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One Hundred Three Months and Counting

J: On May 3, the BLS gave us stunningly good news on the US labor market in April As the chart shows, nonfarm payroll employment increased by 263,000 jobs that month to a record of 151,095,000 such jobs.

The low point since the December 2007 to June 2009 recession was not reached until February 2010 at 129,715,000 nonfarm payroll jobs. That was a decline of 8,707,000 jobs or 6.3 percent from the peak of 138,422,000 jobs in January 2008.

Every single month from October 2010 through April 2019 has shown an increase in nonfarm payroll jobs on a seasonally adjusted basis. That's an amazing 103 consecutive months of growth.

It took a long time to recover all those jobs lost in the recession. It was May 2014 before we hit a new record for total nonfarm payroll employment. That means April 2019 was the 63rd consecutive record for this closely-watched, very important economic indicator.

There was also great news on the unemployment rate in April. It was 3.6 percent, down from 3.9 percent in April of 2018. As this chart shows, this was the lowest unemployment rate for the US since the 3.5 percent of November and December 1969.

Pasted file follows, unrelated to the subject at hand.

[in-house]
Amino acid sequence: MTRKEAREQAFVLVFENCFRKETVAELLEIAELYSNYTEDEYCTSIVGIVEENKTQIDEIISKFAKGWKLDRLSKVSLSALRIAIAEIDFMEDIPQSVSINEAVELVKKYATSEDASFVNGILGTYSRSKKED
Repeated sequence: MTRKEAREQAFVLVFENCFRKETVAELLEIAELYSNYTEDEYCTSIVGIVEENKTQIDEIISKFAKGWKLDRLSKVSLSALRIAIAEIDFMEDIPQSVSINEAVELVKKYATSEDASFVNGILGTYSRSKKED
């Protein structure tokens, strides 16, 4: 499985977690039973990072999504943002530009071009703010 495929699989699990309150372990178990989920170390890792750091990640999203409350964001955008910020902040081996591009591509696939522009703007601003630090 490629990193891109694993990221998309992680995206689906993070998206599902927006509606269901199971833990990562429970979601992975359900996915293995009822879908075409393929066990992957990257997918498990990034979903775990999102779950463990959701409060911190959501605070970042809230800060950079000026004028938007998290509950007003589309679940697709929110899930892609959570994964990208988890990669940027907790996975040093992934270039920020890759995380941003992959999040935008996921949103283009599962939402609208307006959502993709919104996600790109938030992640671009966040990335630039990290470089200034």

For women, the unemployment rate was 3.4 percent in April. As this next chart demonstrates, you have to go all the way back to August 1953 to find a lower number. It was 3.0 percent then, but that was because the Korean War had caused a "Rosie the Riveter Redux" as the US scrambled to ramp up defense production to fight that war that ran from June 25, 1950 to July 27, 1953.

As you can see , this chart shows how these low unemployment rates for women ended quickly. By December 1953 their unemployment rate was 5.1 percent and it peaked at 7.6 percent in April 1958, two recessions after the 1953 lows.. (L: I must point out that unemployment rates are based on the number of people "looking for work." In this time period, most women were not "in the workforce," so this number is not so meaningful as you might think.)

We will get a new "Employment Situation" report from BLS later this week. That will definitely show May as the 104th consecutive month of growth in total nonfarm payroll employment. We will have to wait and see what other surprises will be in that report.

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